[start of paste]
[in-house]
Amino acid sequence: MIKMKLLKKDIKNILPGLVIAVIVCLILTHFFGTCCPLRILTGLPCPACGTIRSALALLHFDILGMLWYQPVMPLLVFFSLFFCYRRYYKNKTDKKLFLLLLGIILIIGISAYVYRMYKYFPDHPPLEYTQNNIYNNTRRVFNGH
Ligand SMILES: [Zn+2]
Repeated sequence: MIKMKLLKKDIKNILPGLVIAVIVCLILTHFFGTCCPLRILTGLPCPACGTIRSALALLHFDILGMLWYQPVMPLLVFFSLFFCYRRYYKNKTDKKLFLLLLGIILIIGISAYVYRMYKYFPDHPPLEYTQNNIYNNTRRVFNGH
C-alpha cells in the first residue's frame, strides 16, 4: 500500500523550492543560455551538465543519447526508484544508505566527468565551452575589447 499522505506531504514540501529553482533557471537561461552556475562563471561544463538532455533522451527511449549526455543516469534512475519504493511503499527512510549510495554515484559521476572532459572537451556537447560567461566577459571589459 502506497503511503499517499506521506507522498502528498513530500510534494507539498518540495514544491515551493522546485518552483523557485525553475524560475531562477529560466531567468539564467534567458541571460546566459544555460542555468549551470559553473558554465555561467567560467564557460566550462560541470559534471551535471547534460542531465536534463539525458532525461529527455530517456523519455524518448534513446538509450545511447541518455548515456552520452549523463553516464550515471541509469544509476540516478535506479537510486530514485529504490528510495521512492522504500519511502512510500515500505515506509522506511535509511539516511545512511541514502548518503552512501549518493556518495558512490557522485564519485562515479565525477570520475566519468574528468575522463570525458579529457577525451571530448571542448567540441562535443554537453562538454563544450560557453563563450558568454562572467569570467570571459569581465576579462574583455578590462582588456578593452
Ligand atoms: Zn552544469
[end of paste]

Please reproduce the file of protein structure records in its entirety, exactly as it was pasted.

[in-house]
Amino acid sequence: MIKMKLLKKDIKNILPGLVIAVIVCLILTHFFGTCCPLRILTGLPCPACGTIRSALALLHFDILGMLWYQPVMPLLVFFSLFFCYRRYYKNKTDKKLFLLLLGIILIIGISAYVYRMYKYFPDHPPLEYTQNNIYNNTRRVFNGH
Ligand SMILES: [Zn+2]
Repeated sequence: MIKMKLLKKDIKNILPGLVIAVIVCLILTHFFGTCCPLRILTGLPCPACGTIRSALALLHFDILGMLWYQPVMPLLVFFSLFFCYRRYYKNKTDKKLFLLLLGIILIIGISAYVYRMYKYFPDHPPLEYTQNNIYNNTRRVFNGH
C-alpha cells in the first residue's frame, strides 16, 4: 500500500523550492543560455551538465543519447526508484544508505566527468565551452575589447 499522505506531504514540501529553482533557471537561461552556475562563471561544463538532455533522451527511449549526455543516469534512475519504493511503499527512510549510495554515484559521476572532459572537451556537447560567461566577459571589459 502506497503511503499517499506521506507522498502528498513530500510534494507539498518540495514544491515551493522546485518552483523557485525553475524560475531562477529560466531567468539564467534567458541571460546566459544555460542555468549551470559553473558554465555561467567560467564557460566550462560541470559534471551535471547534460542531465536534463539525458532525461529527455530517456523519455524518448534513446538509450545511447541518455548515456552520452549523463553516464550515471541509469544509476540516478535506479537510486530514485529504490528510495521512492522504500519511502512510500515500505515506509522506511535509511539516511545512511541514502548518503552512501549518493556518495558512490557522485564519485562515479565525477570520475566519468574528468575522463570525458579529457577525451571530448571542448567540441562535443554537453562538454563544450560557453563563450558568454562572467569570467570571459569581465576579462574583455578590462582588456578593452
Ligand atoms: Zn552544469